More than half a century earlier, the physician Samuel Henry Dickson in his Essays on Life, Sleep, Pain, Etc (1852) put the case more strongly: ‘Without suffering there could be no sympathies,’ he concluded, ‘and all the finer and more sacred of human ties would cease to exist.’ At the very least, pain exposes our fragile connection to other people and serves as a reminder of our need for those around us.
In the late 20th and early 21st centuries, these communities of fellow-sufferers have been bolstered by the internet. Feeling belittled or ignored by their physicians (who, to be fair, face immense pressure to ‘process’ patients ‘efficiently’), people-in-pain have turned to social media and online communities. These sites offer sufferers a language with which to frame their pain; they enable them to communicate this pain to others; and they provide sufferers with a community in which they feel that their experiences are validated. ‘Bodying forth’ (a term coined by the Swiss psychotherapist Medard Boss in the 1970s) into cyberspace enables pained bodies to fling themselves out of the constraints of geography, medical power regimes and social stigmatisation.
As Frances Burney discovered in the early 19th century, writing about her agonising experience allowed her to defy conventions that required surgical patients to endure their torments stoically and that women in particular remain silent about breast cancer. She was proud of the fact that when her surgeon asked: ‘Qui me tiendra se sein?’ (‘Who will hold this breast for me?’), she’d replied: ‘C’est moi, monsieur!’ In recording her experiences and encouraging her sister and friends to circulate her story, she could reclaim social agency and also excise her memory of suffering.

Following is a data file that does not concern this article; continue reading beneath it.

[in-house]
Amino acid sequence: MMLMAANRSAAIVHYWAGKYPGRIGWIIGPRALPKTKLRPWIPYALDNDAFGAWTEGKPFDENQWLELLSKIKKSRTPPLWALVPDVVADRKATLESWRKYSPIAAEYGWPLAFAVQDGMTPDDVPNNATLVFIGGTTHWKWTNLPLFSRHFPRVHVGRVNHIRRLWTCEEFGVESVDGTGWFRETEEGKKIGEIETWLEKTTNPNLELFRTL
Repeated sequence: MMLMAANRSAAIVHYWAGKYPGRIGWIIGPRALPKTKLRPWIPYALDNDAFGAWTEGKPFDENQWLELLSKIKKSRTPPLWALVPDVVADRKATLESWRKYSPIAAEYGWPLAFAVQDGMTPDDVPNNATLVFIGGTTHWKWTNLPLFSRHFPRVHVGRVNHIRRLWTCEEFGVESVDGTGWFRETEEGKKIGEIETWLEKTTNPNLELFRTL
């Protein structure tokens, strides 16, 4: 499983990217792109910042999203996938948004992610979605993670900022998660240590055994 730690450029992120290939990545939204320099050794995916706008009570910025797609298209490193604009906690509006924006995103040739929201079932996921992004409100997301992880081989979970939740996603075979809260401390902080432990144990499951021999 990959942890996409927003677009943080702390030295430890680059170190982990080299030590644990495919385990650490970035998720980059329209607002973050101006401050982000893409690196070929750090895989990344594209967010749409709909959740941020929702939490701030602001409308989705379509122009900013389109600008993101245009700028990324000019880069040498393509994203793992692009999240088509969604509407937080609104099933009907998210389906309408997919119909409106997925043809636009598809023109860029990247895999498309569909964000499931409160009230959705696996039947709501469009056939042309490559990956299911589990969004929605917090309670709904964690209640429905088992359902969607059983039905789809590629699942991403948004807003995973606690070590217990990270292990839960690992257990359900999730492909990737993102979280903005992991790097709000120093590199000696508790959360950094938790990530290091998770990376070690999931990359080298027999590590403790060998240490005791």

Against the isolating effects of suffering, Burney’s narrative of pain enabled her to create communities of sympathy. And in this, mercifully, there is continuity. For, today as then, the creative ways in which people-in-pain frame their experiences provide important clues to the unspoken meanings they attach to their suffering, and offer critical guidance to those around them about how they might reach out to help.